# 学习中心

Course:

Introduction to Semiconductor Modeling

Part 3 of this semiconductor modeling course focuses on more advanced semiconductor modeling concepts. First, we cover carrier mobility models that are used to simulate semiconductor devices with a drift-diffusion approach. In these cases, the mobility is limited by a scattering of carriers within the model. The predefined mobility models include options for photons, ionized impurities, carrier-carrier scattering, neutral impurity scattering, high field velocity saturation and surface scattering. Following this, we discuss how to use the density-gradient formulation for the effects of quantum confinement in the conventional drift-diffusion formulation without requiring excessive additional computational costs.

### Demo: Mobility Models and Breakdown

Here we will expand on the MOSFET tutorial model we introduced in the last section. First, we will walk you through the general features of the basic MOSFET model. You can add on electrical breakdown and more complex mobility models, as well as look at the small-signal AC response. We will look at each of these more advanced features separately.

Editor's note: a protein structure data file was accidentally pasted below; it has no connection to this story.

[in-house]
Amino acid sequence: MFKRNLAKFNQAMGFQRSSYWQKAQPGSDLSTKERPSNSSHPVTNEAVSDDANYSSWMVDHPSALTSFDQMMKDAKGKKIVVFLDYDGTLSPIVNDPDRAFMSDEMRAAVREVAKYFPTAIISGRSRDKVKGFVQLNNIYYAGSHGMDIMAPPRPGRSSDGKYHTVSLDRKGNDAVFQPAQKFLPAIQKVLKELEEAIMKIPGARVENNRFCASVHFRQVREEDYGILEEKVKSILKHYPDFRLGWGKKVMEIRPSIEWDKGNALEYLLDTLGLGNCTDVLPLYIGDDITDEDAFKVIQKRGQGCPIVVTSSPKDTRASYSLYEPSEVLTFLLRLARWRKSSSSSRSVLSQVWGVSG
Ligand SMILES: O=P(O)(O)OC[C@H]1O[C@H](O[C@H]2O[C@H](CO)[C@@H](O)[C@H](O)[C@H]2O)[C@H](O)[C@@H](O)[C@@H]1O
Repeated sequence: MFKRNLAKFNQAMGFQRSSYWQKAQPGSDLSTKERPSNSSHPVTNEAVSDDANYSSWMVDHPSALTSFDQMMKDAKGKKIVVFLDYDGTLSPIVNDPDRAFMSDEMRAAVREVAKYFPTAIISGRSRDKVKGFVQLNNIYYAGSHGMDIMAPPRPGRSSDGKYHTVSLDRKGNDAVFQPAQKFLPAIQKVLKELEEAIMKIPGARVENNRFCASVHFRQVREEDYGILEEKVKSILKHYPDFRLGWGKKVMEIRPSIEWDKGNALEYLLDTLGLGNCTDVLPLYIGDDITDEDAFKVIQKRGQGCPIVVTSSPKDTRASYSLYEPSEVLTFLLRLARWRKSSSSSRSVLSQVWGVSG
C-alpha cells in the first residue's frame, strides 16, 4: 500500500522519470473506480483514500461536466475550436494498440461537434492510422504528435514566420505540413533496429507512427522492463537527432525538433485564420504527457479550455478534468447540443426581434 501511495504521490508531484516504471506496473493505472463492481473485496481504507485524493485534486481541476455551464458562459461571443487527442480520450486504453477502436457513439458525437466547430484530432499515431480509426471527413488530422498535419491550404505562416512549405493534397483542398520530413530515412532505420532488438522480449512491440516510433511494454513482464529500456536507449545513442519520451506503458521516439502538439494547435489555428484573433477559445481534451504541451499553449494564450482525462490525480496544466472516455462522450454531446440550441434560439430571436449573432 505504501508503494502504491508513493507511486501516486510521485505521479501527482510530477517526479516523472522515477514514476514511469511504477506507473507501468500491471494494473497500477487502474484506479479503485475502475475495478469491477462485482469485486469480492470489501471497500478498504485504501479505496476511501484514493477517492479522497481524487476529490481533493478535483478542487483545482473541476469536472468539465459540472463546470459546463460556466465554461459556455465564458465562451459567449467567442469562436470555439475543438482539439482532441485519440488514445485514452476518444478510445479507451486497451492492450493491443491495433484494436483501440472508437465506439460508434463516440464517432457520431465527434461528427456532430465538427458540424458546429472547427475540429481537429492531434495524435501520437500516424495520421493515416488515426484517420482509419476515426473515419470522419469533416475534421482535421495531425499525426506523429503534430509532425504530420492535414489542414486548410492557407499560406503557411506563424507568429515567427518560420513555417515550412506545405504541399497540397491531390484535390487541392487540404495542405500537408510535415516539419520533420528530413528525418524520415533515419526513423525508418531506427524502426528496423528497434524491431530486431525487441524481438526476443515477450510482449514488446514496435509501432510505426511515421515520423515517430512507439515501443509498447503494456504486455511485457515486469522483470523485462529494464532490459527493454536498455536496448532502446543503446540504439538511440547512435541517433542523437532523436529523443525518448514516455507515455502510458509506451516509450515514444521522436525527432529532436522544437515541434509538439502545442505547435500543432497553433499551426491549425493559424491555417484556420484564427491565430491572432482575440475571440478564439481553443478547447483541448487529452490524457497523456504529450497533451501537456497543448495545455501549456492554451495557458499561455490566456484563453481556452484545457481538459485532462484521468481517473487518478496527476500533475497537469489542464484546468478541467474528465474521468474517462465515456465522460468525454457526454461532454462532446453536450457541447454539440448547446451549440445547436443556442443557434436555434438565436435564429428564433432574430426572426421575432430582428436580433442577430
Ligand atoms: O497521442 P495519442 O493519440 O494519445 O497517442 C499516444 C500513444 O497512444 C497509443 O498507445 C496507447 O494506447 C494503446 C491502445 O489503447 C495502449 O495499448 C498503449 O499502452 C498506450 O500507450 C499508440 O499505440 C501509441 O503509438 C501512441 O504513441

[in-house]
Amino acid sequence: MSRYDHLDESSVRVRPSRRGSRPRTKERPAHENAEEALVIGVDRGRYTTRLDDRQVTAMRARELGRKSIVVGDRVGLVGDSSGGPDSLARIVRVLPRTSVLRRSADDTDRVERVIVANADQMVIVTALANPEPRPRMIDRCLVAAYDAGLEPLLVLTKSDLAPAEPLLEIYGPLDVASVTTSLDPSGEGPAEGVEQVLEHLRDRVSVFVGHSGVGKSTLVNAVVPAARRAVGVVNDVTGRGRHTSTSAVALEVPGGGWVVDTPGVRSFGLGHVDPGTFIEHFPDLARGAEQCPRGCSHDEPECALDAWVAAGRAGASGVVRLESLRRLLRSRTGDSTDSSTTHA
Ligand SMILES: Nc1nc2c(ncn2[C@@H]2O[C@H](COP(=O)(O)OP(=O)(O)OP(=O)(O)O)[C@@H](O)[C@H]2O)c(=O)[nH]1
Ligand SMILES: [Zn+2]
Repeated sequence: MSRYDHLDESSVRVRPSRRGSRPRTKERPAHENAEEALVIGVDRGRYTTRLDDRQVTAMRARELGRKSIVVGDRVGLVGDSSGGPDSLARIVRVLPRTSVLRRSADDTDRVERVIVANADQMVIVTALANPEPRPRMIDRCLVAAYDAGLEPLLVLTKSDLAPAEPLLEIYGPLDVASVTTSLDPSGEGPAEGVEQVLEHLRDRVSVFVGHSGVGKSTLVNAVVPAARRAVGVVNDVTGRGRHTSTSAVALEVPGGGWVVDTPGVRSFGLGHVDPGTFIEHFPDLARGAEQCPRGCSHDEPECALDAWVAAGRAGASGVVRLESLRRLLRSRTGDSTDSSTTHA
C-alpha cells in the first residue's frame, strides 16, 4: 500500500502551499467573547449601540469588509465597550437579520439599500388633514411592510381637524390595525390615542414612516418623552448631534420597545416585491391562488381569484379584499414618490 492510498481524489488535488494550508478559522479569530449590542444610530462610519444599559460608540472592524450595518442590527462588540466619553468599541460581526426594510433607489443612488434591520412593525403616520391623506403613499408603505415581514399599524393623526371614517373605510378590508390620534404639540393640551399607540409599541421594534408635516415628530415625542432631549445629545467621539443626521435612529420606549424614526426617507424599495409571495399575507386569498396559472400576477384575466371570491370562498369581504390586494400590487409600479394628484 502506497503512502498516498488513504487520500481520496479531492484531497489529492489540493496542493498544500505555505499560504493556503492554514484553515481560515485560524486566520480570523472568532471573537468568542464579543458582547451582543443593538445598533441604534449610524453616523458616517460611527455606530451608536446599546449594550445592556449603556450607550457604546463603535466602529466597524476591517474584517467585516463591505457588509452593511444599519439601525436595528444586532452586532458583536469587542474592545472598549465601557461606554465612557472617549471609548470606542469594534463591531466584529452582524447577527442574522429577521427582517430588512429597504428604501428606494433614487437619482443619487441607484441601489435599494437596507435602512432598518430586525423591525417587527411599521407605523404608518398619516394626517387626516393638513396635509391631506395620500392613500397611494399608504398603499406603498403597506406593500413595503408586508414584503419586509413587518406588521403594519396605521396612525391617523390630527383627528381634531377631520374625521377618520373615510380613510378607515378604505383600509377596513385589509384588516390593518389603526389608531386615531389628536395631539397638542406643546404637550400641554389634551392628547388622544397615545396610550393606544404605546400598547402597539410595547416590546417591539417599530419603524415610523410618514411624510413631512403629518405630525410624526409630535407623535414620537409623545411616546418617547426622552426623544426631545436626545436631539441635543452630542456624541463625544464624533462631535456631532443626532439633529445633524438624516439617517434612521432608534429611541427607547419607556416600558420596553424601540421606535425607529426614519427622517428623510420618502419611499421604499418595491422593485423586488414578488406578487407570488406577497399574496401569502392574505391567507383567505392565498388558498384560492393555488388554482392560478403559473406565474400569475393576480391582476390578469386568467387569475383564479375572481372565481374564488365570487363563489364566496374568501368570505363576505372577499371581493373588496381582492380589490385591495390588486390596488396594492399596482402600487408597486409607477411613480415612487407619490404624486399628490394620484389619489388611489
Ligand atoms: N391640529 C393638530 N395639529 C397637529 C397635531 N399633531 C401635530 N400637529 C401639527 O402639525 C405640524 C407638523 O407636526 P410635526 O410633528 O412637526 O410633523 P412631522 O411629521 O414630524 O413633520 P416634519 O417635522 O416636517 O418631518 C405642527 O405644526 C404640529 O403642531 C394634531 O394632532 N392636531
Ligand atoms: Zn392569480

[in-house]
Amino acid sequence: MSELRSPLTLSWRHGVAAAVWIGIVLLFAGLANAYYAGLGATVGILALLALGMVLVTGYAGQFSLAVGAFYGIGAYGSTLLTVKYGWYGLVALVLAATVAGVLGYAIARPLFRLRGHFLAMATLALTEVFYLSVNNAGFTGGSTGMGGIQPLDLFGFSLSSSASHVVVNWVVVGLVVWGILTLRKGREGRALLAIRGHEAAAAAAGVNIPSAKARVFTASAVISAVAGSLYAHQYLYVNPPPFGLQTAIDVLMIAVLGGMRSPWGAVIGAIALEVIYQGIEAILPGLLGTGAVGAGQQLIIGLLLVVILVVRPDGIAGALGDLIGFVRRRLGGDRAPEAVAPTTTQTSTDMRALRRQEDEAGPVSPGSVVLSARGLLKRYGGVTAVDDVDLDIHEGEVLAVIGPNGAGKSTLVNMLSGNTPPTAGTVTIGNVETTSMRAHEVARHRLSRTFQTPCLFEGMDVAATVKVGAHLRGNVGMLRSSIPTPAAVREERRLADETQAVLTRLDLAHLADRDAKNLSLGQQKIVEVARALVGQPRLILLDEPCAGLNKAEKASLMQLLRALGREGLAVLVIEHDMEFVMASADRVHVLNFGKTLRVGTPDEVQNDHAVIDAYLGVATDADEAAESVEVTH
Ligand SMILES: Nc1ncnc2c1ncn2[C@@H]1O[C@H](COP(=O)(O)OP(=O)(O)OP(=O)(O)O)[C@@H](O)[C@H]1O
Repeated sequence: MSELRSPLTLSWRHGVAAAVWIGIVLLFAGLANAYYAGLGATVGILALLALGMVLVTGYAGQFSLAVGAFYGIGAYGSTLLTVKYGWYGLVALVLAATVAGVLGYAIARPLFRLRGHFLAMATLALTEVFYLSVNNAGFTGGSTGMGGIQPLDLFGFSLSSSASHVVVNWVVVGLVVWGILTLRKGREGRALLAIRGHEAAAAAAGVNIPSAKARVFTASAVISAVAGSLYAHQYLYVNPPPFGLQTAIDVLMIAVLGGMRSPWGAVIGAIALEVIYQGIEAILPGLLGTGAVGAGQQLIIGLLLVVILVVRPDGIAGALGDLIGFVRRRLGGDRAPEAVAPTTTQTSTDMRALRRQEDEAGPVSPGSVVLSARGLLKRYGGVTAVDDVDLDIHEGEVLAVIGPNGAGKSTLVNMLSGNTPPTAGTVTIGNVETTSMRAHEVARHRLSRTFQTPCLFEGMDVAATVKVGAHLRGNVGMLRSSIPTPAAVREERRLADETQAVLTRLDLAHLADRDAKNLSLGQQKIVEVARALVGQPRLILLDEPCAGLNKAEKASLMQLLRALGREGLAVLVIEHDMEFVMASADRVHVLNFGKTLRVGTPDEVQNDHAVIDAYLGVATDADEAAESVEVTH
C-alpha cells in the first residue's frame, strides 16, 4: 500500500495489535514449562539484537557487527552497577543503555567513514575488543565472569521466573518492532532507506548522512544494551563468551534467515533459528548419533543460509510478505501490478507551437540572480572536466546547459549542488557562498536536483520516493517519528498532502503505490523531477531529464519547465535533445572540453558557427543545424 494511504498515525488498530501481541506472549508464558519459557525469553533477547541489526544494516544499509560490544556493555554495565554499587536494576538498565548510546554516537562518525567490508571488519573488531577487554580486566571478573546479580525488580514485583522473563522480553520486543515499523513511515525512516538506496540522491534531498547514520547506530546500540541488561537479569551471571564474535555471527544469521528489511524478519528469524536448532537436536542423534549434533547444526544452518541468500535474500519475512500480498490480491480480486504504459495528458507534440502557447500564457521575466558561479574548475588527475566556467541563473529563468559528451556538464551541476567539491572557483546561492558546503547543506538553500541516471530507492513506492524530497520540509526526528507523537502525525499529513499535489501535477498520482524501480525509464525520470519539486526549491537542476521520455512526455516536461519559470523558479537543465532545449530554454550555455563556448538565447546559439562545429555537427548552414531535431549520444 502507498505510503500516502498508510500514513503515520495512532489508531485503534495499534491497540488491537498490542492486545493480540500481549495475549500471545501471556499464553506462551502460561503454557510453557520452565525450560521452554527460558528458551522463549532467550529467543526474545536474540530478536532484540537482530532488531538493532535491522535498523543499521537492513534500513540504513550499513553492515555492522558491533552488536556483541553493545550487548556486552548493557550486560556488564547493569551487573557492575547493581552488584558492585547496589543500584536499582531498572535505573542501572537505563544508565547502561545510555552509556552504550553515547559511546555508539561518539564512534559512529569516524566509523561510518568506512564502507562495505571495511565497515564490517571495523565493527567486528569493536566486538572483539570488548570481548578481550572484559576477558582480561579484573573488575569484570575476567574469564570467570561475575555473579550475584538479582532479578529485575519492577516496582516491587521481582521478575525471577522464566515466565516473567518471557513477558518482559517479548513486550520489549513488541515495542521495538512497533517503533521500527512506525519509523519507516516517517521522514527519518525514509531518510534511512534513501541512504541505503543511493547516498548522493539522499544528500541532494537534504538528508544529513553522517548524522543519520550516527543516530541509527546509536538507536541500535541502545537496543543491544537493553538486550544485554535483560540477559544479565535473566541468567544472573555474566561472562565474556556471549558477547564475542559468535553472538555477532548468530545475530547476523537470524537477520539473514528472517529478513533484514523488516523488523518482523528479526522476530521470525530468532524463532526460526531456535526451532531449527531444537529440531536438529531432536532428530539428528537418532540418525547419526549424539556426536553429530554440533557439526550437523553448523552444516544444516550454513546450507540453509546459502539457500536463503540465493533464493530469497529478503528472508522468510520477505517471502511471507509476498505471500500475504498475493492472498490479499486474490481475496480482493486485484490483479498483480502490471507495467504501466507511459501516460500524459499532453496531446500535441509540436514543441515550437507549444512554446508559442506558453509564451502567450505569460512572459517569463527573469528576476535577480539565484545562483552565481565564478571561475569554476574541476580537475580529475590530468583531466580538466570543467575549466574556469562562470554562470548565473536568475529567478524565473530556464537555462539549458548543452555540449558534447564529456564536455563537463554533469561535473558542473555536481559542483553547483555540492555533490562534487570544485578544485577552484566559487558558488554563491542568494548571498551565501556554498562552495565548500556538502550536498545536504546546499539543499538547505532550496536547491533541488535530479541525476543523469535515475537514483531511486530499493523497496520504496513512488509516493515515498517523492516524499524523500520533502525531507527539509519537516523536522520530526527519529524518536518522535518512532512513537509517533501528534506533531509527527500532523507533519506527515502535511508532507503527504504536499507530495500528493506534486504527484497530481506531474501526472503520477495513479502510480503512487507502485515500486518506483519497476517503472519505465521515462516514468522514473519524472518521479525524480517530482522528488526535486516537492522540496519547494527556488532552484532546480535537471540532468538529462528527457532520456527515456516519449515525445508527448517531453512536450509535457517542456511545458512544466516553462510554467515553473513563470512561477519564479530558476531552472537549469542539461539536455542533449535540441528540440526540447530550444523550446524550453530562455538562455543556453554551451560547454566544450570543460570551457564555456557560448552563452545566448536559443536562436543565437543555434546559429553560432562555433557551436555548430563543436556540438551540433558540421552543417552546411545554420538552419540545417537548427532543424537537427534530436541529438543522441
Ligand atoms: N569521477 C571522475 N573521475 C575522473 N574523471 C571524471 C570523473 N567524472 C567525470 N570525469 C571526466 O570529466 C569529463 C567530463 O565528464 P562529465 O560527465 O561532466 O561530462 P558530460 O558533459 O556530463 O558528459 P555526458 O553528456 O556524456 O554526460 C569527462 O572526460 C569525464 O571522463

• To demonstrate the electrical breakdown, we use a time-dependent study and add a time-dependent voltage ramp and an impact ionization generation.
• To demonstrate mobility models, we use a stationary study and add the Arora, Lombardi Surface Mobility and Caughey-Thomas Mobility Models
• To demonstrate small-signal AC response, we apply a DC voltage with a small AC perturbation by starting with a stationary study and adding a Frequency-Domain Perturbation study step, as well as a Harmonic Perturbation subfeature on one of the metal contacts

### Demo: Quantum Confinement and Density Gradient Formulation

Below, we showcase how to use the density gradient formulation to add the effect of quantum confinement to the conventional drift-diffusion formulation. The density gradient formulation is an approximation used for quantum confinement models in nanometer scale semiconductor devices. The oxide layer is simulated explicitly with geometric domains and quantum confinement is at the silicon-oxide interface is accounted for by using a Potential Barrier option for the Insulator Interface boundary condition. For the full derivation of the density gradient formulation, see the documentation referenced in the Further Learning section.

### Further Learning

• Documentation
• COMSOL Documentation – chapter on the Semiconductor Module > User's Guide > Semiconductor Branch Interface > Theory for the Semiconductor Interface > Boundary Conditions for the Density-Gradient Formulation
• Blog post
• Application Gallery